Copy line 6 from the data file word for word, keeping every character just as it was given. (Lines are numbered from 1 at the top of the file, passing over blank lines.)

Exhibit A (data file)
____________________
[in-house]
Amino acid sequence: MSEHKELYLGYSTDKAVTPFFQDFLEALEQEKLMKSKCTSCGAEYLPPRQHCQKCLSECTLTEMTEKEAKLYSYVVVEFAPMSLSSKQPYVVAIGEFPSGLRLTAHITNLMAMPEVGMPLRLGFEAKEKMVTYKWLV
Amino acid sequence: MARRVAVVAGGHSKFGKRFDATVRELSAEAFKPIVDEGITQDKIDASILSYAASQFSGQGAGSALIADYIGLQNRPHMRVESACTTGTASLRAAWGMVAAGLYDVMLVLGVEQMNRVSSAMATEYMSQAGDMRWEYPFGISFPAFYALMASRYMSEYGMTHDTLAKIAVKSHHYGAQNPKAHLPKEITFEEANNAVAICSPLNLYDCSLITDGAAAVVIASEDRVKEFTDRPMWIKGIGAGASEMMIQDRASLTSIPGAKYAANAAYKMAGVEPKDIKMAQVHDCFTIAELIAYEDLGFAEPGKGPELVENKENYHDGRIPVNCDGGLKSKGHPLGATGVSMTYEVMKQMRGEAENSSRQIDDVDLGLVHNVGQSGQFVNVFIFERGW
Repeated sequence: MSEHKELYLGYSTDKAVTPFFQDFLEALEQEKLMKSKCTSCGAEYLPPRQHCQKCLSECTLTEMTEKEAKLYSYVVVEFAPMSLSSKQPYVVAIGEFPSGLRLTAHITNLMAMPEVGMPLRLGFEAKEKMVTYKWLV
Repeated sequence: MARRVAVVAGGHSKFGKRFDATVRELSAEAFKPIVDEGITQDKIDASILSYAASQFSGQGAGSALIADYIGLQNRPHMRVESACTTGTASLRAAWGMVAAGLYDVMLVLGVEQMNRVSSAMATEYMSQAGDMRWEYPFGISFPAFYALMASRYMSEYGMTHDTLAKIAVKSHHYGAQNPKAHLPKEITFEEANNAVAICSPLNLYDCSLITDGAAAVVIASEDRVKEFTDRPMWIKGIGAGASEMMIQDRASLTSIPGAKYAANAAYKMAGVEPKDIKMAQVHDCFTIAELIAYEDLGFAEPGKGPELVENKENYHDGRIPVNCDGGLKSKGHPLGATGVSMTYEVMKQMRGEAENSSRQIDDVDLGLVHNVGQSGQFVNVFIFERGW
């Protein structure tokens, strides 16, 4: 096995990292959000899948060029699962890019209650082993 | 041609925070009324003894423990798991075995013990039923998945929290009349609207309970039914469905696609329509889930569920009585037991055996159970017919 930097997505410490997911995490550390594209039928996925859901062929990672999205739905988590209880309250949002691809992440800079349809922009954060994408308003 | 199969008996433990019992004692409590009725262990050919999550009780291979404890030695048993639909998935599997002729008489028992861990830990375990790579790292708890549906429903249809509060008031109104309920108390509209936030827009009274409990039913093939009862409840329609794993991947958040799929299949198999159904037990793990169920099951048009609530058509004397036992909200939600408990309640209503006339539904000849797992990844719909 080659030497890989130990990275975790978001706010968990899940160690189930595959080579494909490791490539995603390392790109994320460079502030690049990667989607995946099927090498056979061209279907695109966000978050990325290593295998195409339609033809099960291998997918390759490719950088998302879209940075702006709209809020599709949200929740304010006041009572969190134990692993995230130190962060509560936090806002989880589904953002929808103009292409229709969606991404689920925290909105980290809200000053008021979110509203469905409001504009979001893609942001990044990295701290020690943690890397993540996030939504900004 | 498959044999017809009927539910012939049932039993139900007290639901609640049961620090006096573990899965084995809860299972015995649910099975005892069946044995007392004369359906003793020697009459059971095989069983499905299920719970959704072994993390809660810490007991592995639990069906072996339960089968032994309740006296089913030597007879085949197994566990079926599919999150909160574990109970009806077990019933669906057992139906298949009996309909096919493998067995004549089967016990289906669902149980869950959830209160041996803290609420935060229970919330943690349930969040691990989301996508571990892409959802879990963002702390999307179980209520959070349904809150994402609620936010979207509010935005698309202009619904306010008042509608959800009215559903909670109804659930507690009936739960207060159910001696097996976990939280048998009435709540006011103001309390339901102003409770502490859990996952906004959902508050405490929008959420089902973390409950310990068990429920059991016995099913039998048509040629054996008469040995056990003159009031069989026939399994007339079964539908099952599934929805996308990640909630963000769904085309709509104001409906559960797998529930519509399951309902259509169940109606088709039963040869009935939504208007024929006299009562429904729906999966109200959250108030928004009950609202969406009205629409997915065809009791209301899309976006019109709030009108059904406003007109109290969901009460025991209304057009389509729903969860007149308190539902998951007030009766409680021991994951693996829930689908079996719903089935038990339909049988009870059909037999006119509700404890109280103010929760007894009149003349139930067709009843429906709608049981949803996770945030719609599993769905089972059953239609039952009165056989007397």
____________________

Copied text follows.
């Protein structure tokens, strides 16, 4: 096995990292959000899948060029699962890019209650082993 | 041609925070009324003894423990798991075995013990039923998945929290009349609207309970039914469905696609329509889930569920009585037991055996159970017919 930097997505410490997911995490550390594209039928996925859901062929990672999205739905988590209880309250949002691809992440800079349809922009954060994408308003 | 199969008996433990019992004692409590009725262990050919999550009780291979404890030695048993639909998935599997002729008489028992861990830990375990790579790292708890549906429903249809509060008031109104309920108390509209936030827009009274409990039913093939009862409840329609794993991947958040799929299949198999159904037990793990169920099951048009609530058509004397036992909200939600408990309640209503006339539904000849797992990844719909 080659030497890989130990990275975790978001706010968990899940160690189930595959080579494909490791490539995603390392790109994320460079502030690049990667989607995946099927090498056979061209279907695109966000978050990325290593295998195409339609033809099960291998997918390759490719950088998302879209940075702006709209809020599709949200929740304010006041009572969190134990692993995230130190962060509560936090806002989880589904953002929808103009292409229709969606991404689920925290909105980290809200000053008021979110509203469905409001504009979001893609942001990044990295701290020690943690890397993540996030939504900004 | 498959044999017809009927539910012939049932039993139900007290639901609640049961620090006096573990899965084995809860299972015995649910099975005892069946044995007392004369359906003793020697009459059971095989069983499905299920719970959704072994993390809660810490007991592995639990069906072996339960089968032994309740006296089913030597007879085949197994566990079926599919999150909160574990109970009806077990019933669906057992139906298949009996309909096919493998067995004549089967016990289906669902149980869950959830209160041996803290609420935060229970919330943690349930969040691990989301996508571990892409959802879990963002702390999307179980209520959070349904809150994402609620936010979207509010935005698309202009619904306010008042509608959800009215559903909670109804659930507690009936739960207060159910001696097996976990939280048998009435709540006011103001309390339901102003409770502490859990996952906004959902508050405490929008959420089902973390409950310990068990429920059991016995099913039998048509040629054996008469040995056990003159009031069989026939399994007339079964539908099952599934929805996308990640909630963000769904085309709509104001409906559960797998529930519509399951309902259509169940109606088709039963040869009935939504208007024929006299009562429904729906999966109200959250108030928004009950609202969406009205629409997915065809009791209301899309976006019109709030009108059904406003007109109290969901009460025991209304057009389509729903969860007149308190539902998951007030009766409680021991994951693996829930689908079996719903089935038990339909049988009870059909037999006119509700404890109280103010929760007894009149003349139930067709009843429906709608049981949803996770945030719609599993769905089972059953239609039952009165056989007397």